Frequent and debilitating leg cramping, concussions from past crashes, a bruised spinal cord leading to numbness and some temporary paralysis of his left arm, overtraining, and numerous cuts, bruises, and road rash resulting from crashes onto gravel could not stop Gerry Eddlemon (’69, ’74) from earning the title of 2010 World Cup of Ultracycling Marathon Champion.
Oh, and he’s 65 years young.
Winning the World Cup of Ultracycling is based on points gained throughout the year in selected races around the world where the number of points is based on race difficulty and average speed.
“Key for me was competing in as many World Cup races as necessary, and finishing each one as fast as possible, and no matter the difficulties and challenges, never, ever giving up unless life or limb is in serious jeopardy,” Eddlemon says.
Eddlemon raced through Maryland (where he set five state crossing records), Delaware (one crossing record), Texas, Florida, Illinois, New York, and New Zealand.
The Lake Taupo 800-mile Challenge in New Zealand stands out in Eddlemon’s mind as one of his most rewarding and trying adventures. Before the race, a Maori priest began with a beautiful, lengthy prayer that Eddlemon says briefly translated to “May God have mercy on you guys.”
The fourth day of the challenge found Eddlemon in steep hills in subtropical heat, in pretty bad physical shape, and dangerously demoralized, fearing he would not finish and thus have no chance of winning the World Cup. His left arm was mostly paralyzed from what was later diagnosed as a bruised spinal cord in his neck from spending so much time in a racing crouch on the often rough surface of the course.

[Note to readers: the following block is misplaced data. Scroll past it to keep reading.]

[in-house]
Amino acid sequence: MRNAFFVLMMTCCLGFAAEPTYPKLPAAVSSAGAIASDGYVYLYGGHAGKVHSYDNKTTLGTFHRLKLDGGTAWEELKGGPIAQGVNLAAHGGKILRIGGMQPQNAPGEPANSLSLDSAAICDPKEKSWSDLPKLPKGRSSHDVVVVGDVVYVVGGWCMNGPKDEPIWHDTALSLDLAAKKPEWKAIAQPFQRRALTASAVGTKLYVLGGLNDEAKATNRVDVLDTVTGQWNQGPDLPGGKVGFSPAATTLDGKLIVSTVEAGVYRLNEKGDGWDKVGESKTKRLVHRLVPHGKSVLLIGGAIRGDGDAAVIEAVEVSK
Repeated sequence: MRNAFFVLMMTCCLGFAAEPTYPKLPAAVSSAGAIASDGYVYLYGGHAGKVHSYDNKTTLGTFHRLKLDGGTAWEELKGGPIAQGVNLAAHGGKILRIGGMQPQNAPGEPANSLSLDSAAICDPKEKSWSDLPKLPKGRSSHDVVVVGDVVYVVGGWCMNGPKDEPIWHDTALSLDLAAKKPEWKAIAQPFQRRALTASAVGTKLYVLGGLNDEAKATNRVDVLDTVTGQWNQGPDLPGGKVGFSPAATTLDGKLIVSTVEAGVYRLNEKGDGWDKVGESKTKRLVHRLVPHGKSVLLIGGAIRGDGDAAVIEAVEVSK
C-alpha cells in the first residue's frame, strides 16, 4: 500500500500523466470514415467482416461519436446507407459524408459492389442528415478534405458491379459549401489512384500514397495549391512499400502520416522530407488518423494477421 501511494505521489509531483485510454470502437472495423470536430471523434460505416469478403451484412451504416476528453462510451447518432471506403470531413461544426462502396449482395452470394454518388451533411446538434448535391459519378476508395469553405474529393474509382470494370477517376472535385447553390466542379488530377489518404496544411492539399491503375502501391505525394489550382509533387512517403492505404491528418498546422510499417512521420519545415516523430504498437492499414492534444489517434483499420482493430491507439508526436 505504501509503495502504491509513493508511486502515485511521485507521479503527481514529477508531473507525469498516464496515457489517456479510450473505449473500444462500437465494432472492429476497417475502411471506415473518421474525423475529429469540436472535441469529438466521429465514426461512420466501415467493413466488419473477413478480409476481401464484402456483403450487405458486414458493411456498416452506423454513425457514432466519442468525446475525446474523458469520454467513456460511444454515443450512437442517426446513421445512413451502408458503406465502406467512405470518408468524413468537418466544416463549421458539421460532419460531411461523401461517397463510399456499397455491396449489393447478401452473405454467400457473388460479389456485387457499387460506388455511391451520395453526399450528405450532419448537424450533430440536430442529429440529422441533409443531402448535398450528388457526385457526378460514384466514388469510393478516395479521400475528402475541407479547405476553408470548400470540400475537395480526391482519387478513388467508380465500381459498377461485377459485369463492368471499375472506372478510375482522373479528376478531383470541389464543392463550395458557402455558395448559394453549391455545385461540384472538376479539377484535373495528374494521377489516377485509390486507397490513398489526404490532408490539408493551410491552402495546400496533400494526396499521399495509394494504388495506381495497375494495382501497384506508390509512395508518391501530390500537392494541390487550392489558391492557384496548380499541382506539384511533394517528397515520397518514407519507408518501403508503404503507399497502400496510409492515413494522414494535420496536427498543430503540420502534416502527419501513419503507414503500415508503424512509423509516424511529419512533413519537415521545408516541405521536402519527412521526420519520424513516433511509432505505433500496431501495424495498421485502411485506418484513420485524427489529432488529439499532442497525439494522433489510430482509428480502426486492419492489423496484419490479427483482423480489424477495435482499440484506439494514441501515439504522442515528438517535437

At the 600-mile mark, when the first wave of hundreds of fresh 100-mile race cyclists caught up to him, he felt annoyed because of the extreme crowding as they passed by, but his spirits were lifted after they slapped him on the back with shouts of “Good on ye, mate!”, “You’re an inspiration, Gerald!”, and “You’re a legend, Gerald!”
“Just before I was in danger of thinking a little too highly of myself, I came to realize that they knew my name because name and nationality were emblazoned in big block letters on the bib number on my back,” Eddlemon says.
When Eddlemon attended UT, he ran on Coach Chuck Rohe’s track and cross-country teams from 1965 through 1969, having red-shirted one year for injuries. One season, he competed in the NCAA national cross-country championships and won a letter.
“I have always immensely enjoyed competition that involves athleticism, endurance, skill, and nerve,” Eddlemon says. “Competitive ultra marathon cycling requires all four virtues.”
Eddlemon says that this kind of intense adventure would be impossible without the generous support of family and friends. His wife Mikki is also a champion athlete, having won several gold, silver, and bronze medals at the Huntsman World Senior Games. All three of his children—Gretchen, Kirk, and Frank—and their spouses are graduates of UT Knoxville.
Last year, the UMCA informed Eddlemon that he’s the all-time record setter and breaker.
“I came to realize that, as with the tortoise and the hare, the race is not always to the swiftest, but sometimes to the one with the most cunning, luck, attention to detail, and perseverance over the long, long haul,” Eddlmeon says. “I raced overseas in the most difficult race of my life in New Zealand, and I finished—barely—but I finished, and it was just enough to win the World Cup—at the tender young age of 65.”